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Mike Desjardins of ViRTUS shares some valuable advice. Enjoy the read.
Some thoughts on strategy, leadership, and corporate culture.
I can remember back to the first business I ran: I was new to a leadership role and everyday I realized how much more I didn’t know about people and how to lead. One of my key learnings was a few techniques that actually helped give me the freedom and flexibility to focus on my strengths.
It started one day when I realized that almost every customer service decision in the business had to flow through me in some way. Now of course, this helped me keep a pulse on everything that was happening with our customers but it was a trap that I slide right into. Everyone just assumed the easiest thing to do was “just check with Mike.”
Here’s what I learned: when every decision had to flow through me, no one learned and my day was filled with solving problems with no time left to focus on…
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Image via CrunchBase
Last week I was inspired…
I had the good fortune to listen to two strikingly different yet exceptional leaders: General Richard Hillier, Retired Chief of Defense Staff of the Canadian Armed Forces, the Forces highest rank and Sir Richard Branson, Founder of The Virgin Group.
I found it so interesting to hear a common theme in both their messages around leadership: respect for people.
“To be an effective leader you have to care about people. You have to make it personal”, said General Hillier.
“Having a personality of caring about people is important,” says Branson. “You can’t be a good leader unless you generally like people. That is how you bring out the best in them.”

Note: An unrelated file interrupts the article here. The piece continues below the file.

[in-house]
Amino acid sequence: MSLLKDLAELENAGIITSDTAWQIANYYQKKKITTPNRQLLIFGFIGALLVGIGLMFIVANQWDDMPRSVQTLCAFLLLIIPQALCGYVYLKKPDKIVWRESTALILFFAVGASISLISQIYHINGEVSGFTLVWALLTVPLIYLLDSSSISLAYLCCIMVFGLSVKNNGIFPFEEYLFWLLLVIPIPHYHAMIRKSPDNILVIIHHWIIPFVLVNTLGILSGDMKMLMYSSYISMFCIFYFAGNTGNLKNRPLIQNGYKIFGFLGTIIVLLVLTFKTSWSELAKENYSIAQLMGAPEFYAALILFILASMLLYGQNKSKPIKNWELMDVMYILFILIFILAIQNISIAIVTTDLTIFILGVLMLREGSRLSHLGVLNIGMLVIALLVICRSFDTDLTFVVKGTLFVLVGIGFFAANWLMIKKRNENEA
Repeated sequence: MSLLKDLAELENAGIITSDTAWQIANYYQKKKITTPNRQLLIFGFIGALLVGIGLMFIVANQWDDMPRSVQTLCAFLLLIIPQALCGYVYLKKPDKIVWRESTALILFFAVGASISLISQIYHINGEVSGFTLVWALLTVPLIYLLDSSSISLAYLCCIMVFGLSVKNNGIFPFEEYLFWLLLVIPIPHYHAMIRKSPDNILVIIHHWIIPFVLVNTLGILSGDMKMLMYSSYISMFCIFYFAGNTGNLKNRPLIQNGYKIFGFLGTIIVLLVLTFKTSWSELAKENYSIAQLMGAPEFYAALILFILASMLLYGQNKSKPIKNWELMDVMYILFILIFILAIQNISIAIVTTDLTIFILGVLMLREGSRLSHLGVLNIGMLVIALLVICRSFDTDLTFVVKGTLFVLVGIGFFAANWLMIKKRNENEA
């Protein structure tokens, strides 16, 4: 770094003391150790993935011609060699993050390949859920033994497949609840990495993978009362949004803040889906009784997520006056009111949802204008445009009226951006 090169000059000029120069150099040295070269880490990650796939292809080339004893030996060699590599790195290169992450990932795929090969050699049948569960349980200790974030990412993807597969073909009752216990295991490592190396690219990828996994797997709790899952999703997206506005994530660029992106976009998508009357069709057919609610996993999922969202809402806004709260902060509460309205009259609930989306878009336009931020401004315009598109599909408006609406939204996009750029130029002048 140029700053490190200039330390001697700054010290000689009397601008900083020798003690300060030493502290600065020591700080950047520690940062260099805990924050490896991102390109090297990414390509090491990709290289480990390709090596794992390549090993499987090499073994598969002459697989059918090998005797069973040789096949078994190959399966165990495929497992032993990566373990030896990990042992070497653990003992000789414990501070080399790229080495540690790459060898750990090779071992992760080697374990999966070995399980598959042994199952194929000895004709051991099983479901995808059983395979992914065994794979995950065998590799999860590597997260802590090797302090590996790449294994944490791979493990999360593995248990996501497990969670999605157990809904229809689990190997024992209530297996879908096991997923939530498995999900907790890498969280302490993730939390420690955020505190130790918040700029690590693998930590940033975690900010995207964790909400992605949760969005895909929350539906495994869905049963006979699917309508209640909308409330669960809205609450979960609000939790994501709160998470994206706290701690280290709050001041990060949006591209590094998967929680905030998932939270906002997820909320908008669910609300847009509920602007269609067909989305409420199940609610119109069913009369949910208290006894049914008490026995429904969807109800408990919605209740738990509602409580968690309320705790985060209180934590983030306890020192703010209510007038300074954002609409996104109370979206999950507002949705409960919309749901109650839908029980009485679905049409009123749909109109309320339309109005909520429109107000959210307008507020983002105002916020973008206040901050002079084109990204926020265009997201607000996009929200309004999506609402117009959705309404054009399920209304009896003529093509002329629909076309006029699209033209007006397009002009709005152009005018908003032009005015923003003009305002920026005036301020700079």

What else was compelling was their “down to earth” nature. Both extremely accomplished people yet they never lead with their titles. Both leaders don’t take themselves too seriously.
They both have passion for their work. They are 100% committed to what they do. They know where they are going and they enlist other competent people around them, listen to them and let them take over- they delegate and truly empower them.
Define your leadership style. Respect the people who work with you. And take care.
Employees are a company’s greatest asset or the biggest liability.
It is one thing to hire exceptional individuals it is another to hire exceptional individuals who are leaders and who understand the importance of positive energy and the power of working together as a team to achieve dynamic results.
Positive energy flow and teamwork is vital to the long term growth of any establishment. Be aware that negative energy and ego can contaminate an entire establishment – all it takes is one individual.
Creating a strong positive team environment is important. Each individual plays a significant role in the overall energy force contributing positive or negative energy in the workplace. “Teamwork not only allows a person to do what he couldn’t otherwise do; it also has a compounding effect on all he possesses – including talent. A group of talented people committed to working together is a work of art. – John Maxwell
Understanding each team member’s strengths and weaknesses including varying energy levels and pairing up individuals who balance one another to create a team can be beneficial to all. In addition, hire individuals who are willing to learn from one another and support one another’s growth regardless of their position within the company. Look for the greatness within each individual and pair them with teammates who complement one another encouraging growth, support and teamwork.
A Chinese proverb states, “Behind an able man there are always other able men” The truth is that teamwork is at the heart of great achievement. The question isn’t whether teams have value, the question is whether we acknowledge that fact and become better team players – John Maxwell
One is too small a number to achieve greatness. Nothing of significance was ever achieved by an individual acting alone. Look below the surface and you will find that all seemingly solo acts are really team efforts. – John Maxwell
You are only as good as the employees you hire.
This guest post was written by Janis Gall of MAC Marketing Solutions
photo credit: kool_skatkat